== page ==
Prompt Payment Of Claims Act

A Grand Prairie resident makes a claim to his insurance company for benefits. This could be a resident of Arlington, Dallas, Fort Worth, Weatherford, or any other city in Texas.
A question often comes up that goes like this, “How long does the insurance company have before they have to pay me?” The answer is “It depends.” Sounds lawyerly, right. Well it does depend. It depends on a number of factors, including the type of claim, the circumstances surrounding the claim, the type of insurance and the type of insurance company. However, guidelines to go by, are laid out in the Texas Insurance Code, Section 542.051 thru 542.061.
This area of the Texas Insurance Code is know as the “Prompt Payment of Claims statute”. It imposes certain deadlines for an insurance company to acknowledge, investigate, and accept or reject a claim. In situations where the insurance company violates the statute, they are punished by being liable for attorney’s fees and an additional 18% per annum penalty on the amount of the claim. These penalties are set out in Section 542.060.
The 18% penalty described above along with responsibility for attorney’s fees is substantial in and of itself but the next section, Section 542.061, says that other remedies are also available and that these other penalties are in addition to the penalty and attorney’s fees. These penalties are found in the section of the Business & Commerce Code, dealing with violations of the Texas Deceptive Trade Practices Act and in the Texas Insurance Code, for violations by the insurance company related to unfair methods of competition and unfair or deceptive acts or practices found in Section 541.051 thru 541.061.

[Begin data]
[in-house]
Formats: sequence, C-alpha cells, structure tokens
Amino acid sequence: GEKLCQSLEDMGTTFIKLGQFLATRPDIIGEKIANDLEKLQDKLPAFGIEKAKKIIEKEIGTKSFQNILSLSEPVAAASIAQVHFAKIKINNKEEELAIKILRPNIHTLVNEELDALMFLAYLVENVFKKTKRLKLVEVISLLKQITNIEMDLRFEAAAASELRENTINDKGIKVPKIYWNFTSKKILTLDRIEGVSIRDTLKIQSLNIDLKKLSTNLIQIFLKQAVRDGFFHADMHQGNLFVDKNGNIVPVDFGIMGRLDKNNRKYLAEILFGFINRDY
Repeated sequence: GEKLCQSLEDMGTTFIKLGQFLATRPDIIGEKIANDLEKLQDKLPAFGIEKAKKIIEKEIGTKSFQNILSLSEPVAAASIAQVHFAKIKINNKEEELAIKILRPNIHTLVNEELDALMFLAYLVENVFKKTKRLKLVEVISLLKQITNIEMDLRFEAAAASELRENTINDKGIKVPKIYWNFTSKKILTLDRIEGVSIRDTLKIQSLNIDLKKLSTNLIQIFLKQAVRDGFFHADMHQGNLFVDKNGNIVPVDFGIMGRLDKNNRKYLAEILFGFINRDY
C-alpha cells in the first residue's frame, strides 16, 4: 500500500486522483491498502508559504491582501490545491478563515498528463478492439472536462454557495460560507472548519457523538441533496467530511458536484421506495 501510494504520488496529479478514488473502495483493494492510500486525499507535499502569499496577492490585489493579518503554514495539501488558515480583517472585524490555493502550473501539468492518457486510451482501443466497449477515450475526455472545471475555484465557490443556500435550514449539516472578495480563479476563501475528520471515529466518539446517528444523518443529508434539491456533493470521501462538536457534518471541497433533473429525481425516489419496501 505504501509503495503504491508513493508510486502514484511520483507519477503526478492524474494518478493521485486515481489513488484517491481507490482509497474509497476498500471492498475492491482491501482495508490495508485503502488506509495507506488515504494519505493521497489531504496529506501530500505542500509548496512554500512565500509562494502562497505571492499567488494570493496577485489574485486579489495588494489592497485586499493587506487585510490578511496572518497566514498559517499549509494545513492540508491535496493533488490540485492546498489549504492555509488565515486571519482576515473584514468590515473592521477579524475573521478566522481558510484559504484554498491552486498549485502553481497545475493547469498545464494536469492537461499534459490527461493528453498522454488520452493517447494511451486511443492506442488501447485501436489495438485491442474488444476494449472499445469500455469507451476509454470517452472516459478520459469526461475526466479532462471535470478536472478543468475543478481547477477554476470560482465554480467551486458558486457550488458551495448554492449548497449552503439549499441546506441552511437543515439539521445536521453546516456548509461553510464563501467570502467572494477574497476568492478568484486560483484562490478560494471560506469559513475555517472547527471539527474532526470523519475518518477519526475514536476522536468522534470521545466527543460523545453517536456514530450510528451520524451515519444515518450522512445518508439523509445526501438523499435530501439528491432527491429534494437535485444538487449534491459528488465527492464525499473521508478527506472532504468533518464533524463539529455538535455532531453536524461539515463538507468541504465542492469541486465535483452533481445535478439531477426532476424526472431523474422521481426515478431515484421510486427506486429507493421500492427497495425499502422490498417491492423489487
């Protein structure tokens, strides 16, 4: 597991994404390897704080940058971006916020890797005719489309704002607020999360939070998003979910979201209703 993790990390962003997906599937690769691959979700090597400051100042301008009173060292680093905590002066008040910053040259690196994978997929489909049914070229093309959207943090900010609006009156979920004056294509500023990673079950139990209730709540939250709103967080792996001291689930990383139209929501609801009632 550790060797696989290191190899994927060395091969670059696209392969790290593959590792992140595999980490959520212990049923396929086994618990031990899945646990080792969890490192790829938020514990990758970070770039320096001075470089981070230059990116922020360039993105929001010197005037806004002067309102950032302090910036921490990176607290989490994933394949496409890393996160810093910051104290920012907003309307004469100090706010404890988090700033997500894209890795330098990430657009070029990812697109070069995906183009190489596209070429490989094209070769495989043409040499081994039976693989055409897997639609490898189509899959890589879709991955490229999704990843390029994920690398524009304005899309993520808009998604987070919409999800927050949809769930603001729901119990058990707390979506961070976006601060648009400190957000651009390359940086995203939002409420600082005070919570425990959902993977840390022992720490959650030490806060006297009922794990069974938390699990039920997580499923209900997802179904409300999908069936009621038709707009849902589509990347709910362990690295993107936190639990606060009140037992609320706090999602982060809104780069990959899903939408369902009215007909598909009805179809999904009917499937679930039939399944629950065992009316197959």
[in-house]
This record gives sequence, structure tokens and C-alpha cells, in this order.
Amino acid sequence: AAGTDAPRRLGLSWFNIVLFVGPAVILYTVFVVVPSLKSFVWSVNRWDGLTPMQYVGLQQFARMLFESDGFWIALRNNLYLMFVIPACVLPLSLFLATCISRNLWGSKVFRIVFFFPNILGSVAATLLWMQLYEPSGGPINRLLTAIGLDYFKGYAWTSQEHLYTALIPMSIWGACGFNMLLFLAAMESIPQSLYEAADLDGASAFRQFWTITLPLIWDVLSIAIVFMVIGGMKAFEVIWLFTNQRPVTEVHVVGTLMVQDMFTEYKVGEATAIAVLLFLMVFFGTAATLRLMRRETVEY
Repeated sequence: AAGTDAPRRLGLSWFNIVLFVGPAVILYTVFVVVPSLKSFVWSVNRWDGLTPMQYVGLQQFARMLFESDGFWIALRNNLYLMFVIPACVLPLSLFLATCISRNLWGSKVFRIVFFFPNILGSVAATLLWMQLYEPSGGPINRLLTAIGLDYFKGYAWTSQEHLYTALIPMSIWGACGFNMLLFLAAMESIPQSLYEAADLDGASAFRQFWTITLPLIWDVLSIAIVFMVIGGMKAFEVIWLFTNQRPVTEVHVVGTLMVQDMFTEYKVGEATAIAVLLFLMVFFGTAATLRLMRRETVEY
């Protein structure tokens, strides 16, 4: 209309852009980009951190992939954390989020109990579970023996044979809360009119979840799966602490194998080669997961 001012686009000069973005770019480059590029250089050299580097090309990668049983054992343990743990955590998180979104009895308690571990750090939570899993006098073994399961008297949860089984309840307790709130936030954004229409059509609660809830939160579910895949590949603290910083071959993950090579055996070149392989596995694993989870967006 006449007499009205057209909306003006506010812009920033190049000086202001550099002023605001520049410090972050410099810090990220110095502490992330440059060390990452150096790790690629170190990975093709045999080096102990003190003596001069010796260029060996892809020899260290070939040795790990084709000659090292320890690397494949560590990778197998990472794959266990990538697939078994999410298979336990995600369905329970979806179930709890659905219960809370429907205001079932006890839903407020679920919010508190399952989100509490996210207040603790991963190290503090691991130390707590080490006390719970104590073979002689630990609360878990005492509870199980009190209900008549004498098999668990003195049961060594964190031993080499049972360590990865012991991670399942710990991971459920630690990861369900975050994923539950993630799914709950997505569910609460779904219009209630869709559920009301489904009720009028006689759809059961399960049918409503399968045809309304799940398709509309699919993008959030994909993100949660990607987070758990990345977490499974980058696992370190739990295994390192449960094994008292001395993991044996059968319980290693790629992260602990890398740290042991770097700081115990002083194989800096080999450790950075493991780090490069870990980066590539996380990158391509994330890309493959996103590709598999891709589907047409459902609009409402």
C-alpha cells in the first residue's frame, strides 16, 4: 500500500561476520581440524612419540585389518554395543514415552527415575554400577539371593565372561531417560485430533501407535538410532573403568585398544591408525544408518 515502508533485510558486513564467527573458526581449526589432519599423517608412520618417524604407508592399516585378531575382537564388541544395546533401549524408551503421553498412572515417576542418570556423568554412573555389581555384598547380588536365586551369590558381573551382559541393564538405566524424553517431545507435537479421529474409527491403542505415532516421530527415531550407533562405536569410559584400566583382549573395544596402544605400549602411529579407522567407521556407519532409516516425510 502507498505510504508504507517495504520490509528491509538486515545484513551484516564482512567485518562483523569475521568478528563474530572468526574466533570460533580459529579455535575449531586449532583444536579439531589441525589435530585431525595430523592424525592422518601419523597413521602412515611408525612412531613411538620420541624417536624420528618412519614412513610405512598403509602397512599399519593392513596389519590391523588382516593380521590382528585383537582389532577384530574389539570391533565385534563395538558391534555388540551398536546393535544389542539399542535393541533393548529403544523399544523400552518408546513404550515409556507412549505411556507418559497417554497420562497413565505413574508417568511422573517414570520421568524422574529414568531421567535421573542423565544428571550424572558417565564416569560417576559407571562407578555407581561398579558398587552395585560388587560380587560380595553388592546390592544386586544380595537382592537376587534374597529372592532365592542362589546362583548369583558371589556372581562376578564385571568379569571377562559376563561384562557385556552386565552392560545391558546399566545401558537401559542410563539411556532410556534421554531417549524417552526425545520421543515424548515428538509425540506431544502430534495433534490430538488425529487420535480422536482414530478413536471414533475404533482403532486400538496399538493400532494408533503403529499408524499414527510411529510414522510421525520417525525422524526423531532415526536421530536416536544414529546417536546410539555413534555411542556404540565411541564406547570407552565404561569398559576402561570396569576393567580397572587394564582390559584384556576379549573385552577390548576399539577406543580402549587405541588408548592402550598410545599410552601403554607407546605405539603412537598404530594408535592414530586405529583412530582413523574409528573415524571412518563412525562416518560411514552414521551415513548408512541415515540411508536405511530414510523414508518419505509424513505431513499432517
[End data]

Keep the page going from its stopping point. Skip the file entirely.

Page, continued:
The Prompt Payment of Claims statute sets out the steps an insurance company must follow when presented with a claim by one of its policy holders. To recover a penalty under this statute, the insured person must establish that: (1) the insured had a claim under an insurance policy; (2) the insurance company is liable for the claim; and (3) the insurance company has failed to comply with a requirment of the Prompt Payment of Claims Act. This has been spelled out in the Texas Supreme Court case, Allstate Insurance Company v. Rhonda Bonner, decided in 2001.
If someone feels they are being violated by the insurance company as it relates to having their claim handled promptly, they should do two things. First, get in touch with an experienced Insurance Law Attorney. Do not be concerned with costs at this point. Most attorneys will talk to you at an initial conseltation at no charge and then, if further action is needed, the insurance company is going to have to pay for the attorney’s fees, if they are at fault. And second, contact the Texas Department of Insurance and file a complaint. Most companies consider these very serious. They do not want to be investigated by the Texas Department of Insurance. Plus, this helps set up some relevant issues for a lawsuit if the matter is not resolved properly.

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